AMANDA ANNE PLATT & THE HONEYCUTTERS – Amanda Anne Platt & The Honeycutters (Organic Records OR 16902)

HoneycuttersAmanda Anne Platt & The Honeycutters (formerly known simply as The Honeycutters) is the fifth Long Player from the group and is available in the UK from August 4th, coinciding nicely with their first ever British tour. While there are folkie and rocky influences within this album, it is most noticeably a radio-friendly country affair, and one which showcases Platt’s immense talent for songwriting as well as the Honeycutter’s musical ability. In her own words Platt notes the album to be “…about life and all that entails” and like life (and like country music) great beauty and great sadness intertwine throughout. There are hellos, goodbyes, birthdays, deaths and many other bittersweet observations, yet it is by no means a gloomy record.

Opener, ‘Birthday Song’, ‘What We’ve Got’ and ‘Rare Thing’ are all thematically linked by a yearning for the past, but are also all written from a surprisingly contented vantage point, while the upbeat ‘The Things We Call Home’ simply celebrates the little joys of everyday life…and what’s wrong with that? However, as noted, this contentment is paired with melancholy, particularly in numbers like ‘Eden’, ‘Brand New Start’ and the poignant lament ‘Learning How to Love Him’, whose protagonist reflects on the challenges, triumphs and regrets of a four decade marriage, concluding that after raising children, raising voices, making mistakes and making choices, “This is what love is”.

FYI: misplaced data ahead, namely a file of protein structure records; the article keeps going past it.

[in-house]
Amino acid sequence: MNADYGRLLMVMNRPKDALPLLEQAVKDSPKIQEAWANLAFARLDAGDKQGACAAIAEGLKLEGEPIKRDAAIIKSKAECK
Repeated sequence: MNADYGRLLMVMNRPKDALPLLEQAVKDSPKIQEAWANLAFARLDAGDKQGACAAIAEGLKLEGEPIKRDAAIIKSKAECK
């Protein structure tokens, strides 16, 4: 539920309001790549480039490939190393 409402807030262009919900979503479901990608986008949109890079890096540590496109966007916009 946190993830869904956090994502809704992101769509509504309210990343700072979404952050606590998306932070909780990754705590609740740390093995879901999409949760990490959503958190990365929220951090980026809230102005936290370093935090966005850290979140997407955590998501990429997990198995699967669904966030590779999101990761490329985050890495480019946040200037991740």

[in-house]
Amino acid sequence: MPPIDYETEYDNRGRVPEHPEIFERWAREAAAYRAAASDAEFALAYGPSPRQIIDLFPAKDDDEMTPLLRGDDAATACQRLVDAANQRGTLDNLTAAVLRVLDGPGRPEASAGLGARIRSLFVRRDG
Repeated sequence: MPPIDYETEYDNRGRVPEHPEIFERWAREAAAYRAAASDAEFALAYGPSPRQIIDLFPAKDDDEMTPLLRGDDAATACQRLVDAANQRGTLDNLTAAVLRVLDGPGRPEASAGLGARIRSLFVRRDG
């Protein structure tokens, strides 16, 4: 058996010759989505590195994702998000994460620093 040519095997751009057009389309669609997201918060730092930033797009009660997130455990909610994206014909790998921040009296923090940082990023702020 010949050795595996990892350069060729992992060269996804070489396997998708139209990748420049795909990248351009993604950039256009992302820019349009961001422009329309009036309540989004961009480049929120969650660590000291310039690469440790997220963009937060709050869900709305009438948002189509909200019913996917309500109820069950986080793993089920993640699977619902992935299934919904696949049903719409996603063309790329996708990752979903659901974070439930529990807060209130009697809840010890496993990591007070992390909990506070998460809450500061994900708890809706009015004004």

However, Platt and co. arguably keep the best for last, departing with ‘The Road’, a simple, yet breathtakingly well-written song of parting and break up; bowing out on the lines “If time and distance make us strangers, Change our hearts and rearrange us, I’ll look forward to the day, my new eyes look upon your face, And recognize the smile of an old friend…I hope the road is good to you, til then”.

With great musicianship and story-telling songs which ring true to real life, it is hard to have any complaints about this album, and it is one of which Platt and her Honeycutters should be very proud.

Christopher James Sheridan

Artist’s website:


‘The Road’ – live:

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